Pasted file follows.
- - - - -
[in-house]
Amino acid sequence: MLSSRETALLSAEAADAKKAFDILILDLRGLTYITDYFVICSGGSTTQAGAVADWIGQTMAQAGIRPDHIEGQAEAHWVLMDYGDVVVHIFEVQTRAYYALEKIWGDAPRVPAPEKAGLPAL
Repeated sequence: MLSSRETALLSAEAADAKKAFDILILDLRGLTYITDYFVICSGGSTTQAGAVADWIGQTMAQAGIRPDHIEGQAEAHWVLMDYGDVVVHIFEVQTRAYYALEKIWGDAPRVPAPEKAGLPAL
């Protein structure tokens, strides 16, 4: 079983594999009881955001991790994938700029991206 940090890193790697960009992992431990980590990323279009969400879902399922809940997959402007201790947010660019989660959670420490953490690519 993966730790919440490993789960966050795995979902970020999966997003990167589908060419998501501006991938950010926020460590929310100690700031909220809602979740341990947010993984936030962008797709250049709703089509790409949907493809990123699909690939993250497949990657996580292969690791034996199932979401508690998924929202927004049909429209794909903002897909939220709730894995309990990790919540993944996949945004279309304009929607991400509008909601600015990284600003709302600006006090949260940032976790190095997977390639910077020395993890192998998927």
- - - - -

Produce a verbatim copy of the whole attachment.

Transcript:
[in-house]
Amino acid sequence: MLSSRETALLSAEAADAKKAFDILILDLRGLTYITDYFVICSGGSTTQAGAVADWIGQTMAQAGIRPDHIEGQAEAHWVLMDYGDVVVHIFEVQTRAYYALEKIWGDAPRVPAPEKAGLPAL
Repeated sequence: MLSSRETALLSAEAADAKKAFDILILDLRGLTYITDYFVICSGGSTTQAGAVADWIGQTMAQAGIRPDHIEGQAEAHWVLMDYGDVVVHIFEVQTRAYYALEKIWGDAPRVPAPEKAGLPAL
């Protein structure tokens, strides 16, 4: 079983594999009881955001991790994938700029991206 940090890193790697960009992992431990980590990323279009969400879902399922809940997959402007201790947010660019989660959670420490953490690519 993966730790919440490993789960966050795995979902970020999966997003990167589908060419998501501006991938950010926020460590929310100690700031909220809602979740341990947010993984936030962008797709250049709703089509790409949907493809990123699909690939993250497949990657996580292969690791034996199932979401508690998924929202927004049909429209794909903002897909939220709730894995309990990790919540993944996949945004279309304009929607991400509008909601600015990284600003709302600006006090949260940032976790190095997977390639910077020395993890192998998927």